Artisan Bharat Das, who stays in Vaishnabpara, told this reporter that he did not have a loom and made sarees for big owners for petty wages. When he received a loom from the cooperative, he got regular work, and was rewarded with a TV set for making sarees. Now, he owns three looms. Many such artisans in Bishnupur regained their existence with the help of cooperatives. The market for Baluchari sarees started growing rapidly.

Baluchari sarees are famous for their unique craftsmanship and artistic value. These embroidered sarees are dominated by stories and characters from epics like the Ramayana and Mahabharata, giving them a royal look. Sarees depicting the story of Lord Krishna explaining the Bhagvad Gita to Arjun are among the most popular designs of Baluchari sarees. Especially the anchal craftsmanship of the saree fascinates people.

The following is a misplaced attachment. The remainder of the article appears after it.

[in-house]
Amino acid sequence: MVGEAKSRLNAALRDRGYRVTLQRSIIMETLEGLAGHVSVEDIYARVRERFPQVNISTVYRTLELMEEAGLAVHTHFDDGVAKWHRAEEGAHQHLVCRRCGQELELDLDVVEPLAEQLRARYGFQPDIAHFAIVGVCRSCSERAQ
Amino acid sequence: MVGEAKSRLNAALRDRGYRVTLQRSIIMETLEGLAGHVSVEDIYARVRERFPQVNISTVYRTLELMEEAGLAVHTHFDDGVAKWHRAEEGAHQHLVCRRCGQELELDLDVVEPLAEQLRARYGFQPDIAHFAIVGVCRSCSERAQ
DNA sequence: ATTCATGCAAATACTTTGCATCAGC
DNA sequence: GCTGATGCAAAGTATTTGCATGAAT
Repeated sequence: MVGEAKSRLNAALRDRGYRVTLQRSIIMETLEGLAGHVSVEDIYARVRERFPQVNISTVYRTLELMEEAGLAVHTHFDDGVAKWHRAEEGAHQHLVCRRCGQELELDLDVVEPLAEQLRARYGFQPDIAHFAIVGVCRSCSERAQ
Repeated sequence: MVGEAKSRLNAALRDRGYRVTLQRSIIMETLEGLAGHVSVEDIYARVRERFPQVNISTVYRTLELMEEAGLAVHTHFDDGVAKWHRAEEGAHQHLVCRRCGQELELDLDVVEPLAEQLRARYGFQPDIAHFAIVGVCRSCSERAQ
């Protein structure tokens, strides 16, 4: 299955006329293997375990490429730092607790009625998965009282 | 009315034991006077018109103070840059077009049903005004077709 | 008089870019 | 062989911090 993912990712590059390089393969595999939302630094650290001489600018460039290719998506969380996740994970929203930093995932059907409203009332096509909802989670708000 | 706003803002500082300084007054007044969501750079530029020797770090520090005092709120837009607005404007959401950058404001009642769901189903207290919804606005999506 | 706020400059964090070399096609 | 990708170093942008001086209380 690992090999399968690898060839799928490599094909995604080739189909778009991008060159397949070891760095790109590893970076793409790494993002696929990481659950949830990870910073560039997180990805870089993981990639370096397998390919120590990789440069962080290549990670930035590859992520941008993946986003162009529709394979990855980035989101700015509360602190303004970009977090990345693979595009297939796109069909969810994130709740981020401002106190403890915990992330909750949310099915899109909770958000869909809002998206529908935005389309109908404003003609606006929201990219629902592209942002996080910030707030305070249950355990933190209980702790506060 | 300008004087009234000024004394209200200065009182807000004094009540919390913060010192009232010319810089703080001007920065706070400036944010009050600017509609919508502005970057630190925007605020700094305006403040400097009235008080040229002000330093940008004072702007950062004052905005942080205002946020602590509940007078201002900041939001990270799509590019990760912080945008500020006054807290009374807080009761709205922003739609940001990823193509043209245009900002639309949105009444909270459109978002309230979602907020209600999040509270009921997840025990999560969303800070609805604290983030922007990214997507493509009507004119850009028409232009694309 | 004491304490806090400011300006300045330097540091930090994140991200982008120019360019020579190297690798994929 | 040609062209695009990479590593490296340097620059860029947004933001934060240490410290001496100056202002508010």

“The Left Front government made arrangements for Baluchari artisans to attend fairs in different parts of the country with their products. Government organisations like Manjushree, Tantushree, and Manjusha started buying sarees from cooperatives,” said Bamaprasad Rakshit, a Baluchari artisan in Bishnupur, adding that apart from the country, the value of this saree also increased in other countries.

In 2001, the Bankura District administration signed an agreement with the National Institute of Fashion Technology (NIFT) in Bishnupur to create a centre at Bishnupur K.G. Engineering College to bring modern designs to Baluchari sarees and make them in less time. Computerised designs were created, and many artisans got enrolled.

Small trader Raju Pal showing Baluchari sarees in his shop in Vaishnabpara.